According to research, living on credit may have ill effects on our health. A study initially published in Social Science and Medicine and featured on Science Daily reveals that debt may cause poor mental health and an increase in diastolic blood pressure. Lead author Elizabeth Sweet of Northwestern University Feinberg School of Medicine and her colleagues analyzed data on 8,400 young adults between from 24 to 32 years old.
Based on their findings, it appears that 20 percent of those surveyed would still be in debt even if they liquidated all their assets. More debt was also associated with higher rates of stress, depression and high blood pressure. Those who were reported to have higher debt had a 1.3 percent increase in their diastolic blood pressure--a very significant rise, as an addition of two points has been linked to a 17 percent increase in hypertension risk and a 15 percent increase in stroke risk.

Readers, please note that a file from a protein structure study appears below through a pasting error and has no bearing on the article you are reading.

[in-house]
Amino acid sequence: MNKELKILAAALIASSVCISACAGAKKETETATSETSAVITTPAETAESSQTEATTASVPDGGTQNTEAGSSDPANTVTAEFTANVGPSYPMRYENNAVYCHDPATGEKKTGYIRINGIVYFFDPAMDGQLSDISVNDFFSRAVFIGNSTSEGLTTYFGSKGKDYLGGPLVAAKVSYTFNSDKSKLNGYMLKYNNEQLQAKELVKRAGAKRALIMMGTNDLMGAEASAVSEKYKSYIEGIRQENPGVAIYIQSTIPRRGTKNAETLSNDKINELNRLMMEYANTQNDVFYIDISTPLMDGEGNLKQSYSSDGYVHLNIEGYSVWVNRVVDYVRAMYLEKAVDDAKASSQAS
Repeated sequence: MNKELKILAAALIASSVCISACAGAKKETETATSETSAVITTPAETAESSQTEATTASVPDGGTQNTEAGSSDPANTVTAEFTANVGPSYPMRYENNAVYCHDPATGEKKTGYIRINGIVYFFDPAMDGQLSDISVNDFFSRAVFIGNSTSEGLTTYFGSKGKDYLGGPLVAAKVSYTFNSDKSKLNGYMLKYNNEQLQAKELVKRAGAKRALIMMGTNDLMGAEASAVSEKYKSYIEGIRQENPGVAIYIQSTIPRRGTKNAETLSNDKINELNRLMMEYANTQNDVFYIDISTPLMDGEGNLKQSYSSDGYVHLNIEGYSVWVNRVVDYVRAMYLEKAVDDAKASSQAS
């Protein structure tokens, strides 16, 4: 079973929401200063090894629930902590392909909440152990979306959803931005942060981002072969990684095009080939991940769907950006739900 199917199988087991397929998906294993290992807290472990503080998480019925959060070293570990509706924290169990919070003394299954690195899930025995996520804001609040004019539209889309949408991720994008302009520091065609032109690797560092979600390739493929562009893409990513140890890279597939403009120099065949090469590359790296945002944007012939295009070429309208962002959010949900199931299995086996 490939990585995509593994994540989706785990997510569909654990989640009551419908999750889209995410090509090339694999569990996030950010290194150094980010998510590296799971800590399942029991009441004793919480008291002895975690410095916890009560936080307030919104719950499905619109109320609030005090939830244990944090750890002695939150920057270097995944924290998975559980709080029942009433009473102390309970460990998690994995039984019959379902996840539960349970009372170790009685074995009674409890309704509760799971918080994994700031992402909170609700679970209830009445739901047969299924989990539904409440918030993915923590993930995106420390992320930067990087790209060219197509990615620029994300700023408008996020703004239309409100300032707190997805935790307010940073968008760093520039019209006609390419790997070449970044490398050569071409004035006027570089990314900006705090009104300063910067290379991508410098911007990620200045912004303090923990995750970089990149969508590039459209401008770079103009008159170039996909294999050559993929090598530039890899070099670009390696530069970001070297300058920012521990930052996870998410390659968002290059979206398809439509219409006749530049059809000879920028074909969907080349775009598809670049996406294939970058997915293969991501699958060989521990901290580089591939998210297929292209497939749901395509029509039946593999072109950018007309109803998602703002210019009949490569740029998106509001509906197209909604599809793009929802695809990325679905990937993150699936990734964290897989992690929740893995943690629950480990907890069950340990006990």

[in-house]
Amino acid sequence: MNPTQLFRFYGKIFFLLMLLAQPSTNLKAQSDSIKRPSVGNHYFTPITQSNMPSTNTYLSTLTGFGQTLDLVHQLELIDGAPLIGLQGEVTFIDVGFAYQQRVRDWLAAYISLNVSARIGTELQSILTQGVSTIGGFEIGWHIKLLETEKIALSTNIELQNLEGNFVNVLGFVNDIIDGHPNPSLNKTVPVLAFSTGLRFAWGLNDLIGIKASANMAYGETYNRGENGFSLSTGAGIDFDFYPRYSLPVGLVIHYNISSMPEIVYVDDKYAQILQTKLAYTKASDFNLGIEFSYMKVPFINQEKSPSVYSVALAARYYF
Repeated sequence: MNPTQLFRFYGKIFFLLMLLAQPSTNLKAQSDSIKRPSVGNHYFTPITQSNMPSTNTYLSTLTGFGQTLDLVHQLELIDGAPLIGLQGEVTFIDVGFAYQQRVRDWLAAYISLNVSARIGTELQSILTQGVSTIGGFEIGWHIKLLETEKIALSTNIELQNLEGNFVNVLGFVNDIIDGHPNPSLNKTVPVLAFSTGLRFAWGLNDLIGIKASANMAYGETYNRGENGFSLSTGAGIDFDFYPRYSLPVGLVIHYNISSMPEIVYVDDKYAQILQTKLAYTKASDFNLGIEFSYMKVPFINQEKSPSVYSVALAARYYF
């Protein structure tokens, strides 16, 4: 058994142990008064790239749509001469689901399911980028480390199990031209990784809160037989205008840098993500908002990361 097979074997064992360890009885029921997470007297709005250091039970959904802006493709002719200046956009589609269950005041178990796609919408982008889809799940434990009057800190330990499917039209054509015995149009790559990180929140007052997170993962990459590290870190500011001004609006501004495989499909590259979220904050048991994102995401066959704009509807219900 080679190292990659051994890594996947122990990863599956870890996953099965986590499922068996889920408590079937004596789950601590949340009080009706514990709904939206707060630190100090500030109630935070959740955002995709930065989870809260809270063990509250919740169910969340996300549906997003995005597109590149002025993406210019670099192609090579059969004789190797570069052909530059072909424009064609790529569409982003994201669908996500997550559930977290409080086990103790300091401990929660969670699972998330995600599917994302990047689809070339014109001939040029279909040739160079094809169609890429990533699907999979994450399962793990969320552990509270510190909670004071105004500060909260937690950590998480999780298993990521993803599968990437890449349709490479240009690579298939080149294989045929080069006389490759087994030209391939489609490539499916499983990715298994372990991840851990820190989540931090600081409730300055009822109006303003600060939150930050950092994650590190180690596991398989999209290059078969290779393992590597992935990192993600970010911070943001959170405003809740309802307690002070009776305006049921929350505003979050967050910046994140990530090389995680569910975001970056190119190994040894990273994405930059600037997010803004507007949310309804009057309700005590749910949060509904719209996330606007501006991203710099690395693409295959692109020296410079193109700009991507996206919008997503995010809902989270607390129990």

In order to avoid debt, it’s important to know the value of money and to live within one’s means. This calls for moderate spending and having a savings plan that could withstand more than just a rainy day.
(Photo by beermug via sxc.hu)